Friday, February 15, 2013

NEWS LINKS | Feb. 15, 2013

SBCTC NEWS LINKS | Articles about – and of interest to – Washington state community and technical colleges




4 community colleges split $35,600 in grants via the National Association for Community College Entrepreneurship/Sam’s Club “Shared Vision for Small Business” competition

Four community colleges that have shown excellence in their entrepreneurship programs have each been awarded a total of $35,600 in grants through the “Shared Vision for Small Business” grant competition conducted by the National Association for Community College Entrepreneurship (NACCE) and Sam's Club. The grants are the cornerstone of a collaboration formed last year between NACCE, the nation’s leading organization focused on promoting entrepreneurship through community colleges …

The winning colleges, the amount of grants received, and the programs that will be supported by the grants are: Fox Valley Technical College, Appleton, WI; Long Beach City College, Long Beach, CA; South Mountain Community College, Phoenix, AZ;  North Seattle Community College, Seattle, WA: $10,000 to enhance and expand offerings through the on-campus Entrepreneur Success Center, which provides one-to-one assistance for individuals who contemplating starting a business, in the early stages of their start-up process, or experiencing a stall-out in taking their business to the next level.

American Banking and Market News, February 14, 2013


Private Capital, Community Colleges

New investor-backed company teams up with public two-year colleges to create honors programs designed to attract top students and help them transfer. …  American Honors is being piloted this academic year at Community Colleges of Spokane and at three campuses of Ivy Tech Community College, in Indiana. The institutions plan to admit full cohorts of about 160 students each next fall. Students enrolled in the program -- which is delivered in an online, synchronous format, but with extracurricular and other face time -- pay more than they would to enroll in the traditional academic programs at their institutions, but significantly less than they would at most public and private four-year alternatives.
Inside Higher Ed, February 15, 2013


News photo: LCC construction

Construction is progressing rapidly on the outer walls, and the beams are installed for the slanted roof of the 173-seat lecture hall in Lower Columbia College’s future health and science building. [Includes link to virtual building tour.]

The Daily News, February 15, 2013





Low-Income Students Should Be Able to Graduate Debt-Free, Report Says

Colleges and federal and state governments should team up to guarantee that students will not need to assume heavy debts, says the Education Trust.

The Chronicle of Higher Education, February 14, 2013

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BLOG: House committee approves in-state tuition for veterans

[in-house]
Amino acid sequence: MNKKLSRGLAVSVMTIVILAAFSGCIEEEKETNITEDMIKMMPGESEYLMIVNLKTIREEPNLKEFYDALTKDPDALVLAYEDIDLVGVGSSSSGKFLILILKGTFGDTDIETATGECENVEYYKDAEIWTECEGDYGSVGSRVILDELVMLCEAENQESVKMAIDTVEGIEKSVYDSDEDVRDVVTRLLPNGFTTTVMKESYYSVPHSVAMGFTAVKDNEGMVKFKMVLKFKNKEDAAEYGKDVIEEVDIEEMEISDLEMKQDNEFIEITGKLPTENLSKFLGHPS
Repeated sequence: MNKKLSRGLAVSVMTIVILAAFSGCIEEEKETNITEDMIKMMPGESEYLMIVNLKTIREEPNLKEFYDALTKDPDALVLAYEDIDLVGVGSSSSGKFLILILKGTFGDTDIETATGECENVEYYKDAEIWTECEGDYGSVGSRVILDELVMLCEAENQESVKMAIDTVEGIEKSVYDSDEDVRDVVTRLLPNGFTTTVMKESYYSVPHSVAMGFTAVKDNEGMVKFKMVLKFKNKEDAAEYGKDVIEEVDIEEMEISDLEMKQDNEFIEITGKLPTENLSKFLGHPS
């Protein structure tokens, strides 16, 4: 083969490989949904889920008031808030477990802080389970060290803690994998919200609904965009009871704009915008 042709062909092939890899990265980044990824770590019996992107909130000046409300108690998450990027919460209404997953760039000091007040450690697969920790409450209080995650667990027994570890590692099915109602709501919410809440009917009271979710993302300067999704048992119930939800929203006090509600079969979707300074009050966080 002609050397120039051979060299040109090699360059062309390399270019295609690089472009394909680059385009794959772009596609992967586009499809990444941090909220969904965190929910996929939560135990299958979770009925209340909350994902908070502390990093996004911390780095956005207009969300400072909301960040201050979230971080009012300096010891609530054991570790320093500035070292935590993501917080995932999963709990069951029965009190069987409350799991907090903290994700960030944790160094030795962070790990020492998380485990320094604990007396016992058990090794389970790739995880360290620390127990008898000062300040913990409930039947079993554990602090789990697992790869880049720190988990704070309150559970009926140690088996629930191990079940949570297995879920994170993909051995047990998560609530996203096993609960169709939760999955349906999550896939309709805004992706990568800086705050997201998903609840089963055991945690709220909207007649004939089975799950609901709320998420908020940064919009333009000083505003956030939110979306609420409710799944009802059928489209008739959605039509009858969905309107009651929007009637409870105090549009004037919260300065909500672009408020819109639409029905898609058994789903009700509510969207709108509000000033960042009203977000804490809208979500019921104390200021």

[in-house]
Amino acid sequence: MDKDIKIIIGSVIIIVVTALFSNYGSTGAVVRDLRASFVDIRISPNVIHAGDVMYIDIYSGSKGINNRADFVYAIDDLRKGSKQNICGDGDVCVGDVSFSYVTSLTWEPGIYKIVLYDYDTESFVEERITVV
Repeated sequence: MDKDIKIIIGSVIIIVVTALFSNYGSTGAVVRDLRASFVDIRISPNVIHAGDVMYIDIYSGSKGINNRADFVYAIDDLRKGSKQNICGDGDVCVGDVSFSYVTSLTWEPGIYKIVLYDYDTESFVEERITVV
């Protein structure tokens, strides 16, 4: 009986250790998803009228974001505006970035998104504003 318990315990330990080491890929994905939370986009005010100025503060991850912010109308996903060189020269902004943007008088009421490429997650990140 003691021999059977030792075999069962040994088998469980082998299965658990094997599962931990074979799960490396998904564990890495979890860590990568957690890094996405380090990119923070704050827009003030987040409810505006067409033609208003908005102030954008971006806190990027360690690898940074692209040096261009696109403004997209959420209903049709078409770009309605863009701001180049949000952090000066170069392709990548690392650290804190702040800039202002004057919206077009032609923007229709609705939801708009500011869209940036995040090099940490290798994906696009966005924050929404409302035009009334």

Veterans and their families would be able to move to Washington after they leave the armed forces and immediately enroll in college at subsidized in-state tuition rates under a measure that was approved in the House Higher Education Committee today.

The News Tribune, February 12, 2013


Education Secretary Outlines Grim Consequences of Looming Budget Cuts
Thousands of students would lose their financial aid, nonprofit loan servicers could be forced to close, and the department itself might furlough workers. … In a hearing before the Senate Appropriations Committee, Mr. Duncan said that "sequestration"—the across-the-board spending cuts that are scheduled to take effect on March 1—would slash Federal Work Study and Supplemental Educational Opportunity Grants by $49-million and $37-million, respectively, resulting in 33,000 fewer work-study awards and 71,000 fewer supplemental grants. Pell Grants would be exempt from the cuts this year, but would be vulnerable in future years.

The Chronicle of Higher Education, February 14, 2013

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Charities Get Tough Questions on Tax Breaks—and Can Expect More

The charitable deduction took center stage at a Congressional hearing on Thursday as a string of nonprofit leaders warned lawmakers that messing with the tax break could have dire results. Appearing before the House of Representatives Ways and Means Committee, charity leaders and academic experts argued that limiting the value of the charitable deduction would dampen giving, forcing colleges and other nonprofit organizations to curtail services, and that the tax incentive is unique because it rewards behavior that benefits society rather than the taxpayer.

The Chronicle of Higher Education, February 14, 2013

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Scottie Pinwheel


Goat Stampede



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